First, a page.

The coach I work with uses a quote “what’s in the way is the way” and I think it applies here.  The way to truly be in love is to put ourselves in a position to truly be hurt. For people that have had similar situations to me – every instinct will have us do what we’ve always done, and so it’s important to notice our instincts and feelings, but honour our commitment to changing.

So upon reflection about what love means to me and to answer my initial question – yes, it has changed.  For me, love used to be a feeling that I had.  I needed some way to describe the warmth, connection, and vulnerability that I felt.  Now, it’s changed a little.  It still describes that feeling but unlike a passing emotion, love for me is a choice to keep doing actions that cause me to feel love.  It means choosing to treat my partner with respect even when I’m frustrated, it means making sure people are taken care of and it means deciding not to pull back when I start to feel like I may get hurt.  And it’s the only way, in my opinion, for love to last a lifetime.  I let anger pass, sadness floats away, but love is what I’m committed to keeping.

So this Valentine’s Day I am going to remember how far I’ve come from the 23 year old who decided to be tough.  And maybe after the cinnamon hearts and chocolate truffles and sappy love songs, we can all take a moment to reflect about what love actually means to us and what we want our experience of it to be.  And then do it – put in into action… because at the end of the day, doesn’t Valentine’s Day always end with a little action anyways?  😉

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Better together than apart? Maybe not for long...

I did some really great work today with a sport psychologist named Erin (www.navigo.ca).  She actually does a lot of corporate work as well and I think that the parallels of sport and business are uncanny.  There is a team, there is individual work, there are leaders and coaches, performance expectations, financial rewards, and relationships.  There is what you expect of yourself vs. what is expected of you; who you think you are vs. how others perceive you; what others around you view as success vs how you personally experience success .  

After thinking about it a lot today, I believe that a  job, a family and a team are all driven by the same fundamental truth.  Our success, or perception of success is directly relational to how fulfilled we are.  If we are not happy, free and complete, it doesn’t matter what we accomplish- we will taint it with our incompleteness, if that makes sense…maybe we will fear that it will go away, or that it comes with an expectation we may struggle to fulfill. Perhaps we don’t feel we deserve it, and we do these self-sabotaging things to affirm that belief.  I have a good friend, “Stacy”, who is one of the funniest, brightest, most interesting people that I know.  Almost every guy she comes in contact with loves her and is drawn to her.  At first it is her beauty, without a doubt, but she backs it up with so much more!  So she starts dating one of them, it’s fun, playful, things are going well…UNTIL.  Until what, you may ask?  Until anything.  Until he says the wrong thing or doesn’t text at the right time, or is too much like her ex, or not enough like her ex.  If he doesn’t like her enough, OR likes her too much…Our group of friends calls these things “dealbreakers” and I’m not lying when I tell you that we have compiled a list that is probably 100 bullet points long of our dealbreakers.  It ranges from the obvious (smoker) to the obscure (wears spandex shorts at the gym)! Yes it’s funny, but the problem is that we have fallen for it as a means of determining if he is a yes or a no, and I think it’s actually a defense mechanism to keep these guys at an arms length. The question is, if she wanted to be in a relationship, then why sabotage it?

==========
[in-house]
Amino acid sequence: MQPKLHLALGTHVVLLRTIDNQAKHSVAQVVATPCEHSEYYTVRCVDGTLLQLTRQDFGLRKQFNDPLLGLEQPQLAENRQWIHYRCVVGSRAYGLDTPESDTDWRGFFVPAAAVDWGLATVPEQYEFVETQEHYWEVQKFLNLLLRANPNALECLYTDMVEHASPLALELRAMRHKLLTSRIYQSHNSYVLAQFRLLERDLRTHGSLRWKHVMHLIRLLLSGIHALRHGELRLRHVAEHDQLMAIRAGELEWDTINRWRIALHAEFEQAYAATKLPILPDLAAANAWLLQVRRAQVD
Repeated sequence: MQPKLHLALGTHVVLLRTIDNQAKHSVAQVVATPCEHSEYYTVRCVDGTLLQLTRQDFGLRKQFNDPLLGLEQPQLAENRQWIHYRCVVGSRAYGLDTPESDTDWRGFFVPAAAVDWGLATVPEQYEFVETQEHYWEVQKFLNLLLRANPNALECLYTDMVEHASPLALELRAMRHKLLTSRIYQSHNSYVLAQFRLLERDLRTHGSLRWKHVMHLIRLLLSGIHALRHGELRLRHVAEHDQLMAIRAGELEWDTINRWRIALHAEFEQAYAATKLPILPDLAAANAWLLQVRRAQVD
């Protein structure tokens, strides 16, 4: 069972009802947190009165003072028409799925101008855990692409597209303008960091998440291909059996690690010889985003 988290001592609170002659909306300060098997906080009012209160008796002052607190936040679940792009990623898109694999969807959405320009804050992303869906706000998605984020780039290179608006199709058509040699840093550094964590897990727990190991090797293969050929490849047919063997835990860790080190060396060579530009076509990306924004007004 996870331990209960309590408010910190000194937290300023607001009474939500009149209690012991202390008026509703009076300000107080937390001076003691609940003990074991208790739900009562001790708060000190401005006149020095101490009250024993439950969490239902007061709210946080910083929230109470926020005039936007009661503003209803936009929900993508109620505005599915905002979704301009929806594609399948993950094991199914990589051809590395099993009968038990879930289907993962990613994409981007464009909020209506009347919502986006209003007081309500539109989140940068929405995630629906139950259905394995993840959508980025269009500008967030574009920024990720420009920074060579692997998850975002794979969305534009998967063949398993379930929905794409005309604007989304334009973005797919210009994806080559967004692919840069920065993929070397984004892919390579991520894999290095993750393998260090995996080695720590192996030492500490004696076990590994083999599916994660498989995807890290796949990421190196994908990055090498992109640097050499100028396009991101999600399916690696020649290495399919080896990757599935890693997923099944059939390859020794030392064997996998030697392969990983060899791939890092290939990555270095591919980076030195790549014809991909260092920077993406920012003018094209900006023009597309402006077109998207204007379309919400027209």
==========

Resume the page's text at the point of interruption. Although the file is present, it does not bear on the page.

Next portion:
The thing is that Stacy is no different than pretty much every one of my friends.  And I wonder, if we were all complete and genuinely happy with who we were, never looking to another person to fill a void or complete a fantasy we have of the perfect life which (of course)would include the perfect husband, then would we actually be able to develop meaningful and powerful relationships?  I think the answer is YES.  If we had nothing to prove, nothing to gain or lose, nothing to change in ourselves then how would we be? It’s like in volleyball when I play just for the love of the game – when I don’t care what the result is, I play full on with power and passion, never caring about what a fan in the stands thinks or what would happen IF _______ (fill in the blank).  And I do well.  Always.  The result takes care of itself somehow because it truly is all about the process.

One thing I know for sure is that if we lived as fully complete and fulfilled people we would be free of games because there isn’t a game.  There is no end result, there is no winning.  And the irony is that we probably would win.  And it flows into sport, into life, into relationships and into family.  If we simply were okay with who we are and what life is right now then we would probably approach our life and the people in it much differently.  I think I’m onto something 😉